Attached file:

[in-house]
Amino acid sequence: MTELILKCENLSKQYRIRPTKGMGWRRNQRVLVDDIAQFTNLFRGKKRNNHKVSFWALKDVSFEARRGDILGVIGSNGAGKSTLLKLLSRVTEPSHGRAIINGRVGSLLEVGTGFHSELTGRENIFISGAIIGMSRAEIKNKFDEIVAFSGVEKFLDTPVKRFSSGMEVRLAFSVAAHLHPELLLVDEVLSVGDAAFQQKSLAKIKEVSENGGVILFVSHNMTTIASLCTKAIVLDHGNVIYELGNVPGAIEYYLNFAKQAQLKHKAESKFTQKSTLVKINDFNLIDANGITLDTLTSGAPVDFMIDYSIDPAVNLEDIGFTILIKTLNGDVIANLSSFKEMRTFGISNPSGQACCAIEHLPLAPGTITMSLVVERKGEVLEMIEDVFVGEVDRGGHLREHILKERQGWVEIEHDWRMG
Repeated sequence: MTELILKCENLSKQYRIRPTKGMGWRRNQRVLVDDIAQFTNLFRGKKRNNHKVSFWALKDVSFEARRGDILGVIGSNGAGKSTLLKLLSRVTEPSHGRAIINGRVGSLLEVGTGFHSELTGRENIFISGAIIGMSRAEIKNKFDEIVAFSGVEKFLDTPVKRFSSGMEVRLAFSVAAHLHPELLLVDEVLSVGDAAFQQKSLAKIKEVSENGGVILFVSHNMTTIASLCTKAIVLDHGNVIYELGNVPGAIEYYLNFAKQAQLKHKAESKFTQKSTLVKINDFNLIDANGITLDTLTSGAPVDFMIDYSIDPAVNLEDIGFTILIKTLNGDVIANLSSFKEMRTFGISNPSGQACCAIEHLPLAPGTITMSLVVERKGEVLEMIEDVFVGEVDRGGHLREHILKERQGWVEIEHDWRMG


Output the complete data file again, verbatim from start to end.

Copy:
[in-house]
Amino acid sequence: MTELILKCENLSKQYRIRPTKGMGWRRNQRVLVDDIAQFTNLFRGKKRNNHKVSFWALKDVSFEARRGDILGVIGSNGAGKSTLLKLLSRVTEPSHGRAIINGRVGSLLEVGTGFHSELTGRENIFISGAIIGMSRAEIKNKFDEIVAFSGVEKFLDTPVKRFSSGMEVRLAFSVAAHLHPELLLVDEVLSVGDAAFQQKSLAKIKEVSENGGVILFVSHNMTTIASLCTKAIVLDHGNVIYELGNVPGAIEYYLNFAKQAQLKHKAESKFTQKSTLVKINDFNLIDANGITLDTLTSGAPVDFMIDYSIDPAVNLEDIGFTILIKTLNGDVIANLSSFKEMRTFGISNPSGQACCAIEHLPLAPGTITMSLVVERKGEVLEMIEDVFVGEVDRGGHLREHILKERQGWVEIEHDWRMG
Repeated sequence: MTELILKCENLSKQYRIRPTKGMGWRRNQRVLVDDIAQFTNLFRGKKRNNHKVSFWALKDVSFEARRGDILGVIGSNGAGKSTLLKLLSRVTEPSHGRAIINGRVGSLLEVGTGFHSELTGRENIFISGAIIGMSRAEIKNKFDEIVAFSGVEKFLDTPVKRFSSGMEVRLAFSVAAHLHPELLLVDEVLSVGDAAFQQKSLAKIKEVSENGGVILFVSHNMTTIASLCTKAIVLDHGNVIYELGNVPGAIEYYLNFAKQAQLKHKAESKFTQKSTLVKINDFNLIDANGITLDTLTSGAPVDFMIDYSIDPAVNLEDIGFTILIKTLNGDVIANLSSFKEMRTFGISNPSGQACCAIEHLPLAPGTITMSLVVERKGEVLEMIEDVFVGEVDRGGHLREHILKERQGWVEIEHDWRMG